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Modified Bus Arbitration for Rapid Interrupt Servicing

IP.com Disclosure Number: IPCOM000034764D
Original Publication Date: 1989-Apr-01
Included in the Prior Art Database: 2005-Jan-27
Document File: 3 page(s) / 59K

Publishing Venue

IBM

Related People

Anthony, BO: AUTHOR [+6]

Abstract

When building a computer system having multiple displays, communications, and DASD using the 80286, one problem is to allow long data transfers, which halt processor execution, while somehow still handling interrupts. Specifically, this means that the processor must be allowed to handle interrupts during long data transfers. This will allow service for time-critical interrupts like communications while still allowing large data transfers from disk. To be certain that interrupts will be processed rapidly, hardware was added to the interrupt controller. This hardware has the effect of changing the bus arbitration level for the processor when there is an interrupt. The higher bus arbitration level insures that the processor will be allowed to operate even if the interrupt occurs during a long data transfer.

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Modified Bus Arbitration for Rapid Interrupt Servicing

When building a computer system having multiple displays, communications, and DASD using the 80286, one problem is to allow long data transfers, which halt processor execution, while somehow still handling interrupts. Specifically, this means that the processor must be allowed to handle interrupts during long data transfers. This will allow service for time-critical interrupts like communications while still allowing large data transfers from disk. To be certain that interrupts will be processed rapidly, hardware was added to the interrupt controller. This hardware has the effect of changing the bus arbitration level for the processor when there is an interrupt. The higher bus arbitration level insures that the processor will be allowed to operate even if the interrupt occurs during a long data transfer. The processor will be allowed to operate because at an arbitration level higher than 15, all bus users essentially share the bus in a round- robin fashion. (The increase in priority will have no real effect if the bus is not busy at the time of interrupt.)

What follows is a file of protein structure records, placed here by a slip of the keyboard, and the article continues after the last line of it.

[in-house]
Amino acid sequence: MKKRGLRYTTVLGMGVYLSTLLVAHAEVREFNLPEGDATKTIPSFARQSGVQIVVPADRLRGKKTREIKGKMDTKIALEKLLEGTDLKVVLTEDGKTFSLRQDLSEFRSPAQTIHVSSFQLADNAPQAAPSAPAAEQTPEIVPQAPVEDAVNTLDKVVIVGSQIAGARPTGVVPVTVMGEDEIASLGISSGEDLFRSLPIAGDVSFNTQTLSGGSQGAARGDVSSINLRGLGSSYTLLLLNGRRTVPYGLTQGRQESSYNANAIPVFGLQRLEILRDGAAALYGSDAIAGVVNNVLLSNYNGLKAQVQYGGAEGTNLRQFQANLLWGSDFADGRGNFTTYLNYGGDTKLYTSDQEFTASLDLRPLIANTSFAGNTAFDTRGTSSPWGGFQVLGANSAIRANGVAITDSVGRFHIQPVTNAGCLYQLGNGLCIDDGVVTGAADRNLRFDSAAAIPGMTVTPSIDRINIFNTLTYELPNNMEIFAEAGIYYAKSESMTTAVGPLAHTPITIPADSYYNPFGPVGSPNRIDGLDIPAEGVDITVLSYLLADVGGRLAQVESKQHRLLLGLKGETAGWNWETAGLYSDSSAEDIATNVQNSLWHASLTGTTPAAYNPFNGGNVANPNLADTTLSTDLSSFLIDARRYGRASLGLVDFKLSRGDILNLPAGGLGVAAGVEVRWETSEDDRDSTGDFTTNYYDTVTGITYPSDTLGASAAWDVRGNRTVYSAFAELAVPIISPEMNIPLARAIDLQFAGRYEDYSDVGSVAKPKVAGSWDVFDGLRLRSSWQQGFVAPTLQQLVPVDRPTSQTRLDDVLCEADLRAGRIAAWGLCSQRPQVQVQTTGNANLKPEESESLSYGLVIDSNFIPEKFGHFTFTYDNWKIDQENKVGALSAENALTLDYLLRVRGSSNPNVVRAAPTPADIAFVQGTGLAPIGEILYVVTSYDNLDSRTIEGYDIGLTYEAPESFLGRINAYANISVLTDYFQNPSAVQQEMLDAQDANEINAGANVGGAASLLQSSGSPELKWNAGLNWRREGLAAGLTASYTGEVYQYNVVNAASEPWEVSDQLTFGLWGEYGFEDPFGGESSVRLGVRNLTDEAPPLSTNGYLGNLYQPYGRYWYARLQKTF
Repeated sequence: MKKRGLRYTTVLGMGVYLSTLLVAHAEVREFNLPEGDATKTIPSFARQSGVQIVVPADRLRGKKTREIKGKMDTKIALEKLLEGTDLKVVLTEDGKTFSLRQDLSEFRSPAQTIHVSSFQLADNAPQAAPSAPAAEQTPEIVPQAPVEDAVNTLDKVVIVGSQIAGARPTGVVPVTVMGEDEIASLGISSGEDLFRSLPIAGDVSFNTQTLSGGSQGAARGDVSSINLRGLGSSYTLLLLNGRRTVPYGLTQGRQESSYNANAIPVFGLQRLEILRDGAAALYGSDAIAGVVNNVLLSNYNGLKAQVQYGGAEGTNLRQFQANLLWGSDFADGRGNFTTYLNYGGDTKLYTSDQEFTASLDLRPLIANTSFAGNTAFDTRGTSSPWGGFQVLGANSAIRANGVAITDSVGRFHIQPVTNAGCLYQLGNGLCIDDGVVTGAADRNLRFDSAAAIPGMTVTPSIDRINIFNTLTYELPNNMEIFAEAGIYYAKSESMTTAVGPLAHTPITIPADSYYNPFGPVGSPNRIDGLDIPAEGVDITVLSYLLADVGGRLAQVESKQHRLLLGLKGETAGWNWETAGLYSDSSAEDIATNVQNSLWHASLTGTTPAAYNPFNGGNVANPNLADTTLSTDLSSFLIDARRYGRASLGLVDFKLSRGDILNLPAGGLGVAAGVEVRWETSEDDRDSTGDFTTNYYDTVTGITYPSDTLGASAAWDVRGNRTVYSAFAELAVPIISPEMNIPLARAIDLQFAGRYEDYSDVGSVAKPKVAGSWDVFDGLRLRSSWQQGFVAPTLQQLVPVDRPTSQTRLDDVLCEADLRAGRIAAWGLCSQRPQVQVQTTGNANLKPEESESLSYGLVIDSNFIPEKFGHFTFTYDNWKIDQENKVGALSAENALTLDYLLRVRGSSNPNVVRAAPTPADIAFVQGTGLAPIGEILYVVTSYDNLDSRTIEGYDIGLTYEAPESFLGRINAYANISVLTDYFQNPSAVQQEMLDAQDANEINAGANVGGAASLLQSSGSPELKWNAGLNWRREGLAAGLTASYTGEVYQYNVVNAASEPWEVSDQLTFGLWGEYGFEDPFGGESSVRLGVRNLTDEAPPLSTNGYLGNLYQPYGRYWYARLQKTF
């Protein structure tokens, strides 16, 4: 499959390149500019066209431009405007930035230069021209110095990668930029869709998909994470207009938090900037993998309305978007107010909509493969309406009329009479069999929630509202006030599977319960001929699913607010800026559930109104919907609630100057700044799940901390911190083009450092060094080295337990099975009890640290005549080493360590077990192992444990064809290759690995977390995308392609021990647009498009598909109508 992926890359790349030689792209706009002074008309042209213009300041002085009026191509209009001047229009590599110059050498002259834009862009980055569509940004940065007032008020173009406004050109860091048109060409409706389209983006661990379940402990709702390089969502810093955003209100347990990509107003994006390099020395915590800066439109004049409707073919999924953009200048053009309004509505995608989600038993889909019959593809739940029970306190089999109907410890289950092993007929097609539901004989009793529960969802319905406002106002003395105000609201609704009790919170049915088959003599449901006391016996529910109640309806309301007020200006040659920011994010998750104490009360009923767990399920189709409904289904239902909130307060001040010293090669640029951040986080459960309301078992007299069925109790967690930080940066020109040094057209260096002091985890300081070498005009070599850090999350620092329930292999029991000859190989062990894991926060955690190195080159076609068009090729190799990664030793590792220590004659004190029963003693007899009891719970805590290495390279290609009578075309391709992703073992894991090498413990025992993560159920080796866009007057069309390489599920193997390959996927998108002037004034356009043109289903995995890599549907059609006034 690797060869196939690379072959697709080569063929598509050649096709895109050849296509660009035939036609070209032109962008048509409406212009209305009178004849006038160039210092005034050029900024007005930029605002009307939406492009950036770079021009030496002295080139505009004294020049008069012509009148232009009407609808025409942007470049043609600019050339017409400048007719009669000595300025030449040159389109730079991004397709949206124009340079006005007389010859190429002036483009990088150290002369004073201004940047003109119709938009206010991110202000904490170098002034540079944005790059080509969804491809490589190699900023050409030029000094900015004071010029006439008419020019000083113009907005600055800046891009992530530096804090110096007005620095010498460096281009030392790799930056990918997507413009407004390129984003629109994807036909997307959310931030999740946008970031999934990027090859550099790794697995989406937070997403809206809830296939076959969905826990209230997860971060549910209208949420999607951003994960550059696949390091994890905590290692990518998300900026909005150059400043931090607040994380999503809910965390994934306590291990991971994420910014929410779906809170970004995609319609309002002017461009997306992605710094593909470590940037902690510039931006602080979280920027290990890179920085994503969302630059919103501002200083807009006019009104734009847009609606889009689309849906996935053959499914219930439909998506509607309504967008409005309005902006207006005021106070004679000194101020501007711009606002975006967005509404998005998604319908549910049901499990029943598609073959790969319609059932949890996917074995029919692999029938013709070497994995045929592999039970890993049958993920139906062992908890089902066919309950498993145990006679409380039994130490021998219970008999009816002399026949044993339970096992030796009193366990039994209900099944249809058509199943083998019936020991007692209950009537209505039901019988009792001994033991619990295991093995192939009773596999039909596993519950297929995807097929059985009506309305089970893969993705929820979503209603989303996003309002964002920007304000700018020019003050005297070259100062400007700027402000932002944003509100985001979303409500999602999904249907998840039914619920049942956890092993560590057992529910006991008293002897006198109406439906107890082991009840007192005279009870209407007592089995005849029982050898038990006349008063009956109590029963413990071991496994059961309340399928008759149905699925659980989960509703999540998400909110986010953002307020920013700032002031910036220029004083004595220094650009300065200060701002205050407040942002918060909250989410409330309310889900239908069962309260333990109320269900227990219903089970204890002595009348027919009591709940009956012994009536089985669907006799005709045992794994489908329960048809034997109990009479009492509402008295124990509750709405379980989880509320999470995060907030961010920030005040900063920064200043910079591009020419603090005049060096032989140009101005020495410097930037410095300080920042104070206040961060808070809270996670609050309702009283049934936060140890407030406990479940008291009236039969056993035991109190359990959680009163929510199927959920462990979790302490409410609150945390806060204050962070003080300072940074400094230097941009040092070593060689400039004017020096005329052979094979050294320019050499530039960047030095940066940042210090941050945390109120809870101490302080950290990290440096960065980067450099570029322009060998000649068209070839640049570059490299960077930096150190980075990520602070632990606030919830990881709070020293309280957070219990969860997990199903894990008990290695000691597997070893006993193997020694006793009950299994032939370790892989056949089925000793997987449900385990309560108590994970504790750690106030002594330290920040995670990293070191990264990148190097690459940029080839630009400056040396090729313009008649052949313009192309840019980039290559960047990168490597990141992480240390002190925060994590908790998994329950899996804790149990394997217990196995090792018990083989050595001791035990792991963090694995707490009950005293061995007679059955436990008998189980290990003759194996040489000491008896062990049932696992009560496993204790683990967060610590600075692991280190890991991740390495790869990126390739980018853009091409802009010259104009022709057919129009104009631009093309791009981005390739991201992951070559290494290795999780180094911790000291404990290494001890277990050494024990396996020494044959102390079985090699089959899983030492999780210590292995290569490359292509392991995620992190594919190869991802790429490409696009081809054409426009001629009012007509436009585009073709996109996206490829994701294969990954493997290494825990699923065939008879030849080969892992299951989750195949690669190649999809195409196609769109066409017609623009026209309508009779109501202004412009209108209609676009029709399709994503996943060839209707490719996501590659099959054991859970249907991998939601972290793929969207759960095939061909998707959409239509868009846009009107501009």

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The implementation of the increased priority was not simple or obvious, however. Two distinct problems presented themselves: when should the increased priority take effect, and what priority should be used. One solution seems to offer the desired features. This involves simply setting an interrupt priority level or threshold. Any interrupt priority above the threshold will be given a higher bus arbitration level. This provides the function required, without excessive hardware or software overhead for management. Interrupts are still handled in a logical priority sequence, and interrupts which exceed some threshold of priority also are given the higher bus arbitration level to ensure rapid handling. However, interrupts of a lower priority do not receive the higher bus arbitration level, and therefore they will not interrupt data transfers. See Fig. 1 for a picture of the interrupt controller hardware. Up to 16 hardware interrupt lines are first input to the priority assignment stage (1). The priority assignment stage can be programmed so that any input line can activate any output line. The 16 lines from the priority assignment stage then enter the priority encoder (2). Based upon which input line was active, the encoded output is a 4-bit binary number. This number is the encoded representation of the prior ity associated with an input line. The encoded priority then enters the representation of the priority associated with an input line. The en...